The argument is a practical one, not a legal one. There is no reason why here the record cannot be had immediately. It is only that this Court has come to accept a modus operandi that is proving ineffective, inefficient and uneconomical. The Case Management System now in place solves that problem. Even without it, our court reporting unit can be regrouped to allow simultaneous transcription at no or very low cost. In fact the legal arrangements for preparing the record of appeal are obeyed in breach. These account for the problems we face.

Unnecessary, costly and delaying satellite litigation

In fact, it is requiring initial skeleton arguments to be filed after the record of appeal is ready that causes the satellite litigation for which all these cases are few instances of multitudinous and proliferating applications. Requiring skeletal arguments to be filed earlier means that the record of appeal would be incomplete and cannot be filed with this court under Order 3, rule 10, assigned a date under Order 3, rule, received by this Court, served on the parties, entered into the cause list and given a date of hearing under Order 3, rule 11 of the Supreme Court of Appeal Rules. Direction 1 (1) (a) (i) of Practice Direction properly interpreted, the questions would be resolved by this Court before the record is ready to be filed in this Court. The Registrar of the Supreme Court and the Supreme Court would be relieved from having to postpone cases because skeleton arguments were not filed at all. Parties will still be required to submit replacement the appeal skeletons, replacement skeleton arguments and supplementary skeleton arguments.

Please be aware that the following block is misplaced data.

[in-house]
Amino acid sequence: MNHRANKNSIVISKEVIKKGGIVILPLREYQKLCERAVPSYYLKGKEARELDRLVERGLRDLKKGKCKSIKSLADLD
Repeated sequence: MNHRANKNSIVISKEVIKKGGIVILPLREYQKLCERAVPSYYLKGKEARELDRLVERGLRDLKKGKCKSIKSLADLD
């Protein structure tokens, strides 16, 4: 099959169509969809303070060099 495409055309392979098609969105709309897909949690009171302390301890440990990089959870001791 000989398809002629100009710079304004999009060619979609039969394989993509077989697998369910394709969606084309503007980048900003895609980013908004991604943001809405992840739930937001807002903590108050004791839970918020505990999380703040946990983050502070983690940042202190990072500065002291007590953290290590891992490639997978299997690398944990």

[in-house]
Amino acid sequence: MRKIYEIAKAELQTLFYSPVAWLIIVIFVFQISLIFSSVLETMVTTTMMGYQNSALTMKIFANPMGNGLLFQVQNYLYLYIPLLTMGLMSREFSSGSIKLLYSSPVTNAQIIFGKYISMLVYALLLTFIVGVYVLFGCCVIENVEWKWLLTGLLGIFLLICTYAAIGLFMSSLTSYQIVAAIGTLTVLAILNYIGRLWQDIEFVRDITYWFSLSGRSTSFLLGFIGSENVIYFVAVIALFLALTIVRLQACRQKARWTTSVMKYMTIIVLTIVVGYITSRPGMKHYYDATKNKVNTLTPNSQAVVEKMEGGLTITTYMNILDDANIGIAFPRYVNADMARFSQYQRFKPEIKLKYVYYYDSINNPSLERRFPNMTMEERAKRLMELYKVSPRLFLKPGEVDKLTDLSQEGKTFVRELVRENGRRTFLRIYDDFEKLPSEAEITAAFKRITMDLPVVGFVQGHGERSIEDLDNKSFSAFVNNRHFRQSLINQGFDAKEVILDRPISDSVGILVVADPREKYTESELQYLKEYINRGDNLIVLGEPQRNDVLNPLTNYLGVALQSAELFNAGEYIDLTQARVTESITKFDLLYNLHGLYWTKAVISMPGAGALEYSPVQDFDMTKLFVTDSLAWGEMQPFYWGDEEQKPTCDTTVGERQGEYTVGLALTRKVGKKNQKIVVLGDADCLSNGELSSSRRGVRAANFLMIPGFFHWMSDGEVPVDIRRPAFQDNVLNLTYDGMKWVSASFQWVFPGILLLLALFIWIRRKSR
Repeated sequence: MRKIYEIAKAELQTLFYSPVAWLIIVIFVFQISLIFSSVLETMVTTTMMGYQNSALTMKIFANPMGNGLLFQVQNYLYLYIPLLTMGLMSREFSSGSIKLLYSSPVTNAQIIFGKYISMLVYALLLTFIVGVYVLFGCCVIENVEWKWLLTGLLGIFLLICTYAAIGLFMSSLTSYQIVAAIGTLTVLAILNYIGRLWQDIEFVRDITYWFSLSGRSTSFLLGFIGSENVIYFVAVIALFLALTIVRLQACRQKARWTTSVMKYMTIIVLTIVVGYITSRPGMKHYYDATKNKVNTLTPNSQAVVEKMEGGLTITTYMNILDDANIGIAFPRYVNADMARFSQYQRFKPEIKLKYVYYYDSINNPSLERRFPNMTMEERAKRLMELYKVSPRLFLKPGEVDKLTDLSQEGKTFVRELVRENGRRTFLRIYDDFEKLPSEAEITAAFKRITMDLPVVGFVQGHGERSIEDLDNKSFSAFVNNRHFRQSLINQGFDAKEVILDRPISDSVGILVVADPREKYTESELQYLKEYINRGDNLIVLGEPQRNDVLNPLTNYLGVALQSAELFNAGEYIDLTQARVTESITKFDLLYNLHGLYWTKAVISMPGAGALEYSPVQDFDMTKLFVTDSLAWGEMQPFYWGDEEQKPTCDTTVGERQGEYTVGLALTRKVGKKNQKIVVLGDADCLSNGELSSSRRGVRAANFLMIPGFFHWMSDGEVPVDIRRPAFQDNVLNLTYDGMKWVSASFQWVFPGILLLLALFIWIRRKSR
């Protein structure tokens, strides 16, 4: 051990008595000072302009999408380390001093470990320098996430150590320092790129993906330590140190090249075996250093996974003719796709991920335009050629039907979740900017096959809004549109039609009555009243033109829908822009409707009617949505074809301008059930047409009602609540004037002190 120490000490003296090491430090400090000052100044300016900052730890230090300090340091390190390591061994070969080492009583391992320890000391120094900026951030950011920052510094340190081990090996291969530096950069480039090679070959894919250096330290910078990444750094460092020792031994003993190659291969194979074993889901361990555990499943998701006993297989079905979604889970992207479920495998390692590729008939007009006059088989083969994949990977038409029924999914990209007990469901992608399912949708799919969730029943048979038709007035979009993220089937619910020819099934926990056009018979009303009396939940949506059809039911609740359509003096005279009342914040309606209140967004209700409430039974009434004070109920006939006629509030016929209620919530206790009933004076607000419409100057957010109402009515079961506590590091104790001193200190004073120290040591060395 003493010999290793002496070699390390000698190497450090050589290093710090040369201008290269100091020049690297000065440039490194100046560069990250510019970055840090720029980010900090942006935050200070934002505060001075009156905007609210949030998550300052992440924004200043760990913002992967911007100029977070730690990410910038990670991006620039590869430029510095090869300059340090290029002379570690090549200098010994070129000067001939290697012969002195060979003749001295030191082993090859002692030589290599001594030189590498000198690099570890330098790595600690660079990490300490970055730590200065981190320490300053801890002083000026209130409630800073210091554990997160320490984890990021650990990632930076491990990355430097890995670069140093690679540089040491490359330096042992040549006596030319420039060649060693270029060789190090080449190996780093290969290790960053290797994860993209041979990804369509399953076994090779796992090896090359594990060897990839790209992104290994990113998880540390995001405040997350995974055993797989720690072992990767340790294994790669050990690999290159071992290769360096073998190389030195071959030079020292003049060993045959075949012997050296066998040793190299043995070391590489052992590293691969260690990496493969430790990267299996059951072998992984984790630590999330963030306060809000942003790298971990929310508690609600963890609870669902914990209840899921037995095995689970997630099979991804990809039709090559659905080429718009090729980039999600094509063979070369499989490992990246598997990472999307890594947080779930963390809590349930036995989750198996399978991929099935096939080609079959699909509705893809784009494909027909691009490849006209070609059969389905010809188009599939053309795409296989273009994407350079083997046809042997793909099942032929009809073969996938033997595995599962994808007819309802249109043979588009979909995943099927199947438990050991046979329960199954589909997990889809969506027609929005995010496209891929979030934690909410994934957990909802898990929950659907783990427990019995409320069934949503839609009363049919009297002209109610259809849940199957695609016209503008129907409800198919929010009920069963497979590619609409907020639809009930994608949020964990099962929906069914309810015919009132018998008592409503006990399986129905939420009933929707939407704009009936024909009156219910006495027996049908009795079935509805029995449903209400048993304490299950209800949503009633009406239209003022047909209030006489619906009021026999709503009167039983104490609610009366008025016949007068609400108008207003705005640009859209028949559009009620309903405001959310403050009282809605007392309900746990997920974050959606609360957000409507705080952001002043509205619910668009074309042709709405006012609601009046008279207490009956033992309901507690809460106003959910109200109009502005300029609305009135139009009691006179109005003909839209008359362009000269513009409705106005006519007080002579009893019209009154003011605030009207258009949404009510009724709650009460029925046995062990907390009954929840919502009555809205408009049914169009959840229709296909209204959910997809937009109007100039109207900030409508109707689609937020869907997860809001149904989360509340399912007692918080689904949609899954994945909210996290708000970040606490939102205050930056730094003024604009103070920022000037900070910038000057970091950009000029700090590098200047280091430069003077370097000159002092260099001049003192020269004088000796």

Avoidance of adjournments